Sugg. Retail: $6999.00 (CAN)
Distributor: Evolution Audio Video
250 The Esplanade, Suite 302, Toronto, Ontario
(Reprinted from the Fall 03 Audio Ideas Guide)
A look at the back panel of the Ultimate receiver immediately tells you that this is a serious piece of audio/video gear; I’ve never seen a space so crammed with inputs and outputs. To run briefly through its main features, the 200-wpc unit offers 7 channels of amplification, Dolby Digital EX and Pro Logic II, DTS ES and NEO 6, capped with Bob Carver’s proprietary Sonic Holography in a new DSP-based version. The digital signal processing supports rates up to 96 kHz.
24-bit Crystal Semiconductor A/D converters are used to digitize incoming analog signals, while 24-bit, 192-kHz Analog Devices D/A converters, 7 in all, are used for reproducing digital signals. There’s also a”32-bit, 20 MHz control microprocessor and 24-bit, 150 MIPS Motorola SymphonyTM DSP Processor.”
Inputs and outputs, 6 in all, include full digital coaxial and Toslink arrays, while analog ins and outs are all gold-plated RCAs. For video we see 3 component inputs and 2 outs, unusual in a receiver, along with the full array of composite and S connectors. What is more unusual, the component through-path is rated for 100 MHz, roughly 10 times the bandwidth of the signals going through it. Oh, and I almost forgot: there’s an 8-channel analog input, this time with RCAs, adding to the jack count (on the Theatre Grand II that is our HT reference, a DB-25 connector is used for the 6-channel input that I use for DVD-A and SACD playback). The Ultimate also provides an IEEE 1394 (Firewire) port for “future expeansion”, and a “RS-232 control port with discrete codes”.
This receiver also provides twin zone operation, and a number of other interesting features, some not seen in other receivers. One is the ability to “record a downmixed 2 channel output from a 5.1 digital source”. This is a nice feature for anyone who has invested in a DVD recorder, especially if the downmix were Dolby encoded for surround playback in Pro Logic II. This is not specified in the manual. And as far as speakers go, the 6th and 7th channels can be employed either as side or rear locations, the former suiting Bob Carver’s inclinations, or for proper EX or ES reproduction. They can also be used to feed a second zone in stereo at speaker rather than line level. This is extraordinary flexibility.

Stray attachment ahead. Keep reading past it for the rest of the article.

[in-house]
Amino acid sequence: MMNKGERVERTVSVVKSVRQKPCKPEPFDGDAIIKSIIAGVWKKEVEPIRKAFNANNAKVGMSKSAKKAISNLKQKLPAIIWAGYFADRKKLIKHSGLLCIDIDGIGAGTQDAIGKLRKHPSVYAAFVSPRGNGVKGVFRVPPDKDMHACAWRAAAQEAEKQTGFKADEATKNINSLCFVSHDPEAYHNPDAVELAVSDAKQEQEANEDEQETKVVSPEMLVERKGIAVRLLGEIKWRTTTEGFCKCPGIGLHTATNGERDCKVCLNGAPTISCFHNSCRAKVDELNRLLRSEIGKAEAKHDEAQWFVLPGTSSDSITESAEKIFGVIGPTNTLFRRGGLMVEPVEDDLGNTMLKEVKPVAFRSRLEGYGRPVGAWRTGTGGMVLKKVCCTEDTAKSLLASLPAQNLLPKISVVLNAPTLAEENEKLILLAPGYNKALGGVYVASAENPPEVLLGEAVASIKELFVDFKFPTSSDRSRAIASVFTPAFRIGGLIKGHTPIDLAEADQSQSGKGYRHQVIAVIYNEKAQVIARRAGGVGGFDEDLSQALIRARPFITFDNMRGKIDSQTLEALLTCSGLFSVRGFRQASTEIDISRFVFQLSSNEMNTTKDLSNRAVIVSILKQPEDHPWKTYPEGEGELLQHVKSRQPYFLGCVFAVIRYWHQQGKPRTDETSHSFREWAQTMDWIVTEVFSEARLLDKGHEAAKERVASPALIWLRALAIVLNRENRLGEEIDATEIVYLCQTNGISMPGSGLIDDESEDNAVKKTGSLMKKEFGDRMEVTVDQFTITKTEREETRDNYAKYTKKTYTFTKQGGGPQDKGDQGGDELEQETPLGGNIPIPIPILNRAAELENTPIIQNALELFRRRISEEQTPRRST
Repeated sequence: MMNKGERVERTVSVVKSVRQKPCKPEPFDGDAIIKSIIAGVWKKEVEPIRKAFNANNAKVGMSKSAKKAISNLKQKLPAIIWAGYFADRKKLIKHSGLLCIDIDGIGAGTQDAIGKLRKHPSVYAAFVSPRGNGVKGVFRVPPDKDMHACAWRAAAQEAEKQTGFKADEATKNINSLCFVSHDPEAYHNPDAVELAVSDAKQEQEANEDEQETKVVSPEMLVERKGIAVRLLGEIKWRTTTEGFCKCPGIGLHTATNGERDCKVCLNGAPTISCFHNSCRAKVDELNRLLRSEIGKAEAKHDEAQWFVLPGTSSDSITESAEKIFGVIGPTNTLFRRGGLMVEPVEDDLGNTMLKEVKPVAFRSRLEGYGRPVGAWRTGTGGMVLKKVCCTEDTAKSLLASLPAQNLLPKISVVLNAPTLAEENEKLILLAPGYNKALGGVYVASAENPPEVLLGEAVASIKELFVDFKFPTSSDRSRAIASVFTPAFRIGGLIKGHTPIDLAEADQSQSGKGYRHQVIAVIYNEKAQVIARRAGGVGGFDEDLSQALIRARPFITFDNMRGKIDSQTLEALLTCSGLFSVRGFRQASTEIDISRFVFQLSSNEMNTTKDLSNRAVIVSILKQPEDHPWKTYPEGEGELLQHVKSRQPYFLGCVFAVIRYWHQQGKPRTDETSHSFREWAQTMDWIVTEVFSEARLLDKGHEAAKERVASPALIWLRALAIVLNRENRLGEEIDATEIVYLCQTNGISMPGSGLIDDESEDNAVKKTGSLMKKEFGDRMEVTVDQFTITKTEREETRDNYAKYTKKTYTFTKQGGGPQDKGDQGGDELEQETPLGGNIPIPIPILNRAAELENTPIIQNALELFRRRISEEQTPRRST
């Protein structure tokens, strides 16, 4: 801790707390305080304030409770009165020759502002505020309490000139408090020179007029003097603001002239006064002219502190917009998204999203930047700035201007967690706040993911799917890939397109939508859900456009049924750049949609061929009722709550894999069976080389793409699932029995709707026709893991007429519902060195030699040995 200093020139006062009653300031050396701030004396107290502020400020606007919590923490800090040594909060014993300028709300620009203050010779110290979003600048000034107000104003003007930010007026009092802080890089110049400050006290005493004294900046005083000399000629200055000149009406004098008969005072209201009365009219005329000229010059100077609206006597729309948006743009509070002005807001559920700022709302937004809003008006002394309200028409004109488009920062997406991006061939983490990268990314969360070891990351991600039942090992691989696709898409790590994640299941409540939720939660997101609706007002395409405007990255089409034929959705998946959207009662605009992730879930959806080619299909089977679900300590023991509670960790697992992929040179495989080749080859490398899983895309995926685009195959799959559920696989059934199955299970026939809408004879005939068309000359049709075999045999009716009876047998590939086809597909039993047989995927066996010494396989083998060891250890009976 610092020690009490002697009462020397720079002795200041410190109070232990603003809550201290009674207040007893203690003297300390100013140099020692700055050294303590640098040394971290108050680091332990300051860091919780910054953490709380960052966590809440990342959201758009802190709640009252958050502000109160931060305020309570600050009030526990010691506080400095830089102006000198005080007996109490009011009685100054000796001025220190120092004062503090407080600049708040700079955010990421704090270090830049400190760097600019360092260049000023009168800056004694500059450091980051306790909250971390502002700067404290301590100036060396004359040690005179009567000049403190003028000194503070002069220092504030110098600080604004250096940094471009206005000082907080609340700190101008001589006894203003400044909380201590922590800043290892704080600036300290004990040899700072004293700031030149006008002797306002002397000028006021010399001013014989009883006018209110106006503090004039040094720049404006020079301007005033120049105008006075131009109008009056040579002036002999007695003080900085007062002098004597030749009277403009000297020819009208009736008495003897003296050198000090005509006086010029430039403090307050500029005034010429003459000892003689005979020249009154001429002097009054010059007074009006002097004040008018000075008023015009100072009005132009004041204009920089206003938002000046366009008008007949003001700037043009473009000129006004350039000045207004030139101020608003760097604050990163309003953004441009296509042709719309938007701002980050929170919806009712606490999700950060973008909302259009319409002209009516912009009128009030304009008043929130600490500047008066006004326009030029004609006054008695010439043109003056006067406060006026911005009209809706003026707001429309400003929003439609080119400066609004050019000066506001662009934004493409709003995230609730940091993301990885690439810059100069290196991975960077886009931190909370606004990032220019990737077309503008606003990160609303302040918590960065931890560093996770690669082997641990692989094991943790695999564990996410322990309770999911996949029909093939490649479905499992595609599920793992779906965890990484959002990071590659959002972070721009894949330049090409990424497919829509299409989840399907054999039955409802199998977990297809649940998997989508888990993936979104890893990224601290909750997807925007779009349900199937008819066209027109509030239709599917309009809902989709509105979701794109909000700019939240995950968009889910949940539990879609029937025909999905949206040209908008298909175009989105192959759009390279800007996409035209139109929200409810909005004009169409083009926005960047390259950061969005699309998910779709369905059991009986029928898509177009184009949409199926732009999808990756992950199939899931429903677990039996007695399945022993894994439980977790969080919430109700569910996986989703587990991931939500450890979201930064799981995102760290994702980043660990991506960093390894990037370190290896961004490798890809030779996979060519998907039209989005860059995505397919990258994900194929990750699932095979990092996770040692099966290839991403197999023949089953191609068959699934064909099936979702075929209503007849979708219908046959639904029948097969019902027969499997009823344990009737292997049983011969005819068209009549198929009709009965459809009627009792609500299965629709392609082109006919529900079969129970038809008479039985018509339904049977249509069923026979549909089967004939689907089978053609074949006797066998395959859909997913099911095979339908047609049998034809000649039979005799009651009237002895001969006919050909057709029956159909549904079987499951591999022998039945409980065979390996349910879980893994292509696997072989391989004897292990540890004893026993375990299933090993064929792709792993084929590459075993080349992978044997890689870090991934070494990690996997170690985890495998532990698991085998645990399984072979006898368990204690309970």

And I know of no other receiver that offers this kind of power, using Sunfire’s proven digital tracking power supply technology. I’ve been living with the 405-wpc Signature power amplifier since it was first introduced, and in home theatre there’s no substitute for clean, effortless, and almost limitless power, especially when you’re driving the almost indestructible Newform ribbons.
Being a receiver, the Ultimate has an AM/FM tuner with 40 presets and it was one of the first performance areas I checked. With our outdoor tower-mounted Lindsay bowtie (double dipole) antenna, it brought in 34 stations, most in clean, quiet stereo, with excellent selectivity. It may not be a McIntosh, but what came in was good. There is no RDS display, but direct numeric access is offered, a feature I find invaluable. Just put in 3 or 4 numbers on the remote and you’re there; I find this better than presets, since there’s no scrolling through to find a station. It’s a good sounding tuner, with clarity and warmth, these slightly enhanced with the Holography engaged.